No, you can't take the intellectual property, it belongs to the existing company. However, if the two co-founders quit, you should have vesting in place, so that they should forfeit 75% of their stock (1 year out of a standard 4-year vesting). Assuming you initially split equally among the 3 of you, that would put you now in charge, but they would still own a small piece of the pie, which is fair considering their contribution to build the product.
I think Alain is right. You have agreements in place that prevent you from doing this as-is.
If I were in that situation, I'd see if I could come to some other arrangement that everyone else could agree to. What I'd probably do is set up a meeting with them and say, "Look, you two have clearly quit, and I'm not interested in staying in this alone, while you keep your equity. It's dead weight that the company can't afford to keep pulling. I'm prepared to walk away from what we've built so far and start a new business from the ground up, unless we can come to another arrangement. The default buyout price is way more than the company is currently worth, but each of our shares are worth $X at the moment, and that's what I'm willing to pay for it. I'll give you the option of buying my share from me for that much, or selling your share of the company to me for that much. Otherwise, I'll just walk away and the business will just drift away into nothingness."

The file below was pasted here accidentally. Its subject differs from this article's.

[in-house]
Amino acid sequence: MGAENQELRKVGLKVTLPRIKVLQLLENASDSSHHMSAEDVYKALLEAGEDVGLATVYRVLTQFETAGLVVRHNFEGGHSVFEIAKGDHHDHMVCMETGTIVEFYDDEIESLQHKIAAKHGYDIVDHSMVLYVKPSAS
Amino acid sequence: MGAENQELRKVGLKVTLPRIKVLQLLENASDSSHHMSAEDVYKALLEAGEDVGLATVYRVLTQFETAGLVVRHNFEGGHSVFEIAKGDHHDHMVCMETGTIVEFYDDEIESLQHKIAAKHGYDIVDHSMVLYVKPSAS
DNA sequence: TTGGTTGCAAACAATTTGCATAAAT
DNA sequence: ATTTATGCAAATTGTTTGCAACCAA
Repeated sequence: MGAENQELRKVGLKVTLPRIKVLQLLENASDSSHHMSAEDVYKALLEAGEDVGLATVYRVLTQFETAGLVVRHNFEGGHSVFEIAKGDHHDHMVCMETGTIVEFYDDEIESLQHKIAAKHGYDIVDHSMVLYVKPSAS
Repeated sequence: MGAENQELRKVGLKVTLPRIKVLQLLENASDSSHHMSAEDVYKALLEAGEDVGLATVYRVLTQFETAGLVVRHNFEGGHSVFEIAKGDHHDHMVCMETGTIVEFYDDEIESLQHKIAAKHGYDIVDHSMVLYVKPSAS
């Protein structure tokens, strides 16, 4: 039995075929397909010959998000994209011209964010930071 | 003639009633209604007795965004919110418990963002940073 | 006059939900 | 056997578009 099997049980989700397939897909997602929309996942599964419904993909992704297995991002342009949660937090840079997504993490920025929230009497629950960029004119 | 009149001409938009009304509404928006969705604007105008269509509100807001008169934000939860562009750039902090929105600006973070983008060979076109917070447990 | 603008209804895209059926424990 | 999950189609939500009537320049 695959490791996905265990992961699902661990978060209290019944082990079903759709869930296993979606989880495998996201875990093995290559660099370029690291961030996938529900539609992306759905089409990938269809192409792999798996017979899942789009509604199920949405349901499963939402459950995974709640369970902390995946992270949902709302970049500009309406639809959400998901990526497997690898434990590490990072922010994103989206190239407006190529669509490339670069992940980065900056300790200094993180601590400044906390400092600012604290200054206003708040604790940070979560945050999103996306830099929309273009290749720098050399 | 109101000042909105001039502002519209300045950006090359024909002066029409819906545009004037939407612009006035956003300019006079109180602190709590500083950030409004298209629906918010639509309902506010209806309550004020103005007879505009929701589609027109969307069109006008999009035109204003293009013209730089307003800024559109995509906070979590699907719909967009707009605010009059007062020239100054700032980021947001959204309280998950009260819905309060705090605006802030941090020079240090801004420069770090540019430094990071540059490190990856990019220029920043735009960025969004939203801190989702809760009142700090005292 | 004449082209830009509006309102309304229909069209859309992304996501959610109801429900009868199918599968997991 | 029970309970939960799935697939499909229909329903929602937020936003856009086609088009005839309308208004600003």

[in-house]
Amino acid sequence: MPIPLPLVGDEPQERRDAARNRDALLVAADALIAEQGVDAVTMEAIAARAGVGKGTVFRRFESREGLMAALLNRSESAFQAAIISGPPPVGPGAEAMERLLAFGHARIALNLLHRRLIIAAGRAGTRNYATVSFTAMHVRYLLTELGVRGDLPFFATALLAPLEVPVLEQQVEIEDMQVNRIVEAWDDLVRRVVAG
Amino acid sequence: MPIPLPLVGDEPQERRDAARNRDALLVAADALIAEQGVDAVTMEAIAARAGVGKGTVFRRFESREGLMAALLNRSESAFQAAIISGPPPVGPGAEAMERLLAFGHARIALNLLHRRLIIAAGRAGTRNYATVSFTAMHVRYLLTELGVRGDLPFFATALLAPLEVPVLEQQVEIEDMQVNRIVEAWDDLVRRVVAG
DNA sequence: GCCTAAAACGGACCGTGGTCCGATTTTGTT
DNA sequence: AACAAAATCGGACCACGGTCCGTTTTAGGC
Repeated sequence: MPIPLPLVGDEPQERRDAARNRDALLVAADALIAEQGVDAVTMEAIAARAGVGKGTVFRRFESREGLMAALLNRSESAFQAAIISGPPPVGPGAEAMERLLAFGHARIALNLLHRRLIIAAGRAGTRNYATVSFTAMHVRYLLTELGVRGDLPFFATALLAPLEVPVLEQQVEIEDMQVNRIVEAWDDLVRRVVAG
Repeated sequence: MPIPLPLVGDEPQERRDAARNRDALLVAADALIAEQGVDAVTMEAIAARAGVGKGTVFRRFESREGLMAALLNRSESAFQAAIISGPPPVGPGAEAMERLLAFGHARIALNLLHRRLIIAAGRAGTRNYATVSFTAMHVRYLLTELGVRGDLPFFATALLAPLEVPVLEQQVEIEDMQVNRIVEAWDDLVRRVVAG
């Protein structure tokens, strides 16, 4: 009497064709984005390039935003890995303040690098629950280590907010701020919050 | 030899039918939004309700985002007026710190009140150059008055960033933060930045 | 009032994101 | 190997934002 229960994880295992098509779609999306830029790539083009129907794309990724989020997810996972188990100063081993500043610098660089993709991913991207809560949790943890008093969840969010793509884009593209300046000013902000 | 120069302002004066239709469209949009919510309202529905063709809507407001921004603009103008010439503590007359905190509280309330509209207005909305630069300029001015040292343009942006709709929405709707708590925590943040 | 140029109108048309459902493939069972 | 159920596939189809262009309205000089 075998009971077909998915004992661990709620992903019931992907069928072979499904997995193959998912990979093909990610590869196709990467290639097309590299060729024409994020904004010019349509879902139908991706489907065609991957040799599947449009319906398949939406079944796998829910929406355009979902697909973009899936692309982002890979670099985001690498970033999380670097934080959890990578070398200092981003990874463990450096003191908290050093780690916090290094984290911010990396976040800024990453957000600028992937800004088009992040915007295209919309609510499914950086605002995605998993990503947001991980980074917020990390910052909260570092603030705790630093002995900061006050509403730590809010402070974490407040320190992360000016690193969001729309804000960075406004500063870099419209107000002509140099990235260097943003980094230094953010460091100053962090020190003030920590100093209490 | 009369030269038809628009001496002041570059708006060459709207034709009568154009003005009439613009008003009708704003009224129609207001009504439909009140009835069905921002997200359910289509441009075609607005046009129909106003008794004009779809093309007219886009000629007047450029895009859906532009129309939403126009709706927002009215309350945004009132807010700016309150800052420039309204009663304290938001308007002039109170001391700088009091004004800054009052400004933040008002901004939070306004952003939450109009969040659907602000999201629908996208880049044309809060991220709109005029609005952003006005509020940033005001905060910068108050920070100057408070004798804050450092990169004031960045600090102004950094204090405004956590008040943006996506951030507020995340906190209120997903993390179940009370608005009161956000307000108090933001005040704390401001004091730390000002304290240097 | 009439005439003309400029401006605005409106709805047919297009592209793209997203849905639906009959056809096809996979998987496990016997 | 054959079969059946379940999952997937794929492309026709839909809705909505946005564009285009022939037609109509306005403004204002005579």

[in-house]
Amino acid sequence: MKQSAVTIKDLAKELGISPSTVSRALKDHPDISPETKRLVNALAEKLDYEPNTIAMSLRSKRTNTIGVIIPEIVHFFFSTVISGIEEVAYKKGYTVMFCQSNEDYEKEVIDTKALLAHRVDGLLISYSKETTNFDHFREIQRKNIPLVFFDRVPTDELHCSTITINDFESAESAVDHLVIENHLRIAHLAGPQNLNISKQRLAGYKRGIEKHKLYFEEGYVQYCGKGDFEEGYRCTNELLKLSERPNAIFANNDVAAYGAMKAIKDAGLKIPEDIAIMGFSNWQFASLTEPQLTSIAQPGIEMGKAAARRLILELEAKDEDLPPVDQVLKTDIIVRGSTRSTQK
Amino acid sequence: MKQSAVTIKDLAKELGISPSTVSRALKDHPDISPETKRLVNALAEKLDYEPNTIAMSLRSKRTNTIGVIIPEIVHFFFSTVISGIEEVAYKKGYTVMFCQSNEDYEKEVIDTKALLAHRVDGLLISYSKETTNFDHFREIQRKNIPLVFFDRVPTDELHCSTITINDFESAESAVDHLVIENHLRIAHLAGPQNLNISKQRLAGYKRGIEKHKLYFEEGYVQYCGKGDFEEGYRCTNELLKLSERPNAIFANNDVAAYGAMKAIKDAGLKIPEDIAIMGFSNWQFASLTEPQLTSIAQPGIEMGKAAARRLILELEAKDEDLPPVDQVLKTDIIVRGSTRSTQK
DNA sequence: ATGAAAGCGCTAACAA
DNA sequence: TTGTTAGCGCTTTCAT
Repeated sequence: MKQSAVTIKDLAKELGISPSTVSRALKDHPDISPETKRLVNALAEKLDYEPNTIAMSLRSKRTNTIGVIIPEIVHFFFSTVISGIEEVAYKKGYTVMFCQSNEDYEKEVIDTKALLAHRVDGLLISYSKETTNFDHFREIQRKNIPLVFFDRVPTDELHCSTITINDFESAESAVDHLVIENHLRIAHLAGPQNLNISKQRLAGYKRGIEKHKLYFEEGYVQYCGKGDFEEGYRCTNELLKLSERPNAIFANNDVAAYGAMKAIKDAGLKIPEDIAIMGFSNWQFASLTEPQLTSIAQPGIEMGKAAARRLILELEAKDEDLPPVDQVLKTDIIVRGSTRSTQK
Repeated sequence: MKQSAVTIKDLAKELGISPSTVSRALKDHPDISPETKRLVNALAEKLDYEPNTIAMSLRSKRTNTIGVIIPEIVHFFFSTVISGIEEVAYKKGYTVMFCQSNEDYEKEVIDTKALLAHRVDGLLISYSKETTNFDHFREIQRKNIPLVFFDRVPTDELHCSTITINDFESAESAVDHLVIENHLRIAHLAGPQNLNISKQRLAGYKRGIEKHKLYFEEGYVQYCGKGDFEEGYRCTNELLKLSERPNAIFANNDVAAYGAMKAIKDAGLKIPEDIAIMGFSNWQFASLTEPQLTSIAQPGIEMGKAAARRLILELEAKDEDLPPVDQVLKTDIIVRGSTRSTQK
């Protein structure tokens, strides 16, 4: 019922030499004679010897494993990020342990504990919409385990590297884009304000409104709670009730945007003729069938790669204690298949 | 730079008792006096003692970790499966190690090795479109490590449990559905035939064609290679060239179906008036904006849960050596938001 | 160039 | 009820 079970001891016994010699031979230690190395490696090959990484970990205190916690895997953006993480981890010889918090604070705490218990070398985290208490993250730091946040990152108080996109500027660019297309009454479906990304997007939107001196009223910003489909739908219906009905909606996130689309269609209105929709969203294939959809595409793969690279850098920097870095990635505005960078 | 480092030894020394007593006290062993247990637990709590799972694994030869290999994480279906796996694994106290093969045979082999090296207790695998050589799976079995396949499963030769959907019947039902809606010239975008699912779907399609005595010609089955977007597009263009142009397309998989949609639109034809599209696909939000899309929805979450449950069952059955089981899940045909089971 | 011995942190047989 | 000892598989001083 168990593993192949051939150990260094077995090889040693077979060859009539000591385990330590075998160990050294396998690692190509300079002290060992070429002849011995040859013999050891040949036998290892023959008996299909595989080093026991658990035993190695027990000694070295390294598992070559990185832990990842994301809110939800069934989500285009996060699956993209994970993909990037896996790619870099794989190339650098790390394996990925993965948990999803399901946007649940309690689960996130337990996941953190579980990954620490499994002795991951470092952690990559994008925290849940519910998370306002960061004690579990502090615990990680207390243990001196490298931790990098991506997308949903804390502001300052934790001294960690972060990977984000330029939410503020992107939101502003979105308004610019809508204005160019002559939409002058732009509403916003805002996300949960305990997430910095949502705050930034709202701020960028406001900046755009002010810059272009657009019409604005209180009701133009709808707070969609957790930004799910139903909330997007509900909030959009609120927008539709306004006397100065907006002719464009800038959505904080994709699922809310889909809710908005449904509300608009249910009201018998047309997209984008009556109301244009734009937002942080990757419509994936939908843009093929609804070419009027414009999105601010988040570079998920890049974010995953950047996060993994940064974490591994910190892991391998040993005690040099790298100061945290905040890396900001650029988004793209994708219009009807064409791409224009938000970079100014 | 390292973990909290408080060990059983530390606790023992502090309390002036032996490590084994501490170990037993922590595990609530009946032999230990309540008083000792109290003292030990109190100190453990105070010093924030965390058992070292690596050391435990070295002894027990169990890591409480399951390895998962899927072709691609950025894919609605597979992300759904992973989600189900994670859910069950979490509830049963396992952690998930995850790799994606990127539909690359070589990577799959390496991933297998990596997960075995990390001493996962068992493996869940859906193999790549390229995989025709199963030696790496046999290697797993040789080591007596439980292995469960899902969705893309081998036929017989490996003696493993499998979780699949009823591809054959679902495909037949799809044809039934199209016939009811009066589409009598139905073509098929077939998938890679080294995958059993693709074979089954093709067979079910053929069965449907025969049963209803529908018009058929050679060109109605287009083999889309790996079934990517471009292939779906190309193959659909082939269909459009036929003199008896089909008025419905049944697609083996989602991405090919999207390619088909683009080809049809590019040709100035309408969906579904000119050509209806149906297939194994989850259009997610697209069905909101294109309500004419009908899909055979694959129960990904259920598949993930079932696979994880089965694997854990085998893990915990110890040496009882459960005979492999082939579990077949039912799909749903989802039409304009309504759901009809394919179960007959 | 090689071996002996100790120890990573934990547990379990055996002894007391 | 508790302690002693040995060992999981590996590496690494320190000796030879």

This is effectively a shotgun clause (which is basically the idea behind somebody cutting a cake in two pieces and letting the other person choose their half). Your contract doesn't seem to specifically allow this (it uses a fixed buyout amount, for some reason) but I think it's a viable strategy here. If you don't come to some sort of alternative agreement, your best bet might be to just walk away like they've done. You'll be doing quite a bit more than simply reinventing your image or rebranding if you start over, but it frees you from the dead weight. (Hopefully your agreement didn't prevent you from quitting and starting a competing company too.)
In the future, take Alain's advice and only give out equity that vests over time, preferably with a 1-year cliff at the beginning.